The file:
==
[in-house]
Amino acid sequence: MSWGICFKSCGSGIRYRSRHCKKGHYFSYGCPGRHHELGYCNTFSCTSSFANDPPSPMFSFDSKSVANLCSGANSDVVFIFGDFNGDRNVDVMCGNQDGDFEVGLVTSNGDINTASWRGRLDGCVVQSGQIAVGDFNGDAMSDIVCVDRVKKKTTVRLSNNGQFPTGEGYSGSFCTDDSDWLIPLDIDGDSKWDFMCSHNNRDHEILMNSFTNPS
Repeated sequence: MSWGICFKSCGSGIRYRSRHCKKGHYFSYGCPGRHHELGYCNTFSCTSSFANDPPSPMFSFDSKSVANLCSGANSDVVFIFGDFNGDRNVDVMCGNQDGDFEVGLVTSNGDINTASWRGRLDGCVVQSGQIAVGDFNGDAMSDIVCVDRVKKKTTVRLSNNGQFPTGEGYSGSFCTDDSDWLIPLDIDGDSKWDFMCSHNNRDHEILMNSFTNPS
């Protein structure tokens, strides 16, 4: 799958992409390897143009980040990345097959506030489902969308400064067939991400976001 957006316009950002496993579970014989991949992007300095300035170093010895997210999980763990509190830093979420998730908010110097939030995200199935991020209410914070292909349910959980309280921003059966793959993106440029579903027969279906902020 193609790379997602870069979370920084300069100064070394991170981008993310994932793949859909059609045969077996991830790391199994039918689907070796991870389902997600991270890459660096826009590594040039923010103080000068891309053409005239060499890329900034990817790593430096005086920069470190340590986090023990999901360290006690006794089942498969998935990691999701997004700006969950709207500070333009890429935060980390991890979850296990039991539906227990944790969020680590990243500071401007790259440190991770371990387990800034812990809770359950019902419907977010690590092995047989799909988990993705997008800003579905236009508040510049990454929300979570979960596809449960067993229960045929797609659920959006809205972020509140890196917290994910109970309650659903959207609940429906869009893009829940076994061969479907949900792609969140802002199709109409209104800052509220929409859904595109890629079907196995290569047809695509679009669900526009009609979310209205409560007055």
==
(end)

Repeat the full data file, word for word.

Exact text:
[in-house]
Amino acid sequence: MSWGICFKSCGSGIRYRSRHCKKGHYFSYGCPGRHHELGYCNTFSCTSSFANDPPSPMFSFDSKSVANLCSGANSDVVFIFGDFNGDRNVDVMCGNQDGDFEVGLVTSNGDINTASWRGRLDGCVVQSGQIAVGDFNGDAMSDIVCVDRVKKKTTVRLSNNGQFPTGEGYSGSFCTDDSDWLIPLDIDGDSKWDFMCSHNNRDHEILMNSFTNPS
Repeated sequence: MSWGICFKSCGSGIRYRSRHCKKGHYFSYGCPGRHHELGYCNTFSCTSSFANDPPSPMFSFDSKSVANLCSGANSDVVFIFGDFNGDRNVDVMCGNQDGDFEVGLVTSNGDINTASWRGRLDGCVVQSGQIAVGDFNGDAMSDIVCVDRVKKKTTVRLSNNGQFPTGEGYSGSFCTDDSDWLIPLDIDGDSKWDFMCSHNNRDHEILMNSFTNPS
């Protein structure tokens, strides 16, 4: 799958992409390897143009980040990345097959506030489902969308400064067939991400976001 957006316009950002496993579970014989991949992007300095300035170093010895997210999980763990509190830093979420998730908010110097939030995200199935991020209410914070292909349910959980309280921003059966793959993106440029579903027969279906902020 193609790379997602870069979370920084300069100064070394991170981008993310994932793949859909059609045969077996991830790391199994039918689907070796991870389902997600991270890459660096826009590594040039923010103080000068891309053409005239060499890329900034990817790593430096005086920069470190340590986090023990999901360290006690006794089942498969998935990691999701997004700006969950709207500070333009890429935060980390991890979850296990039991539906227990944790969020680590990243500071401007790259440190991770371990387990800034812990809770359950019902419907977010690590092995047989799909988990993705997008800003579905236009508040510049990454929300979570979960596809449960067993229960045929797609659920959006809205972020509140890196917290994910109970309650659903959207609940429906869009893009829940076994061969479907949900792609969140802002199709109409209104800052509220929409859904595109890629079907196995290569047809695509679009669900526009009609979310209205409560007055």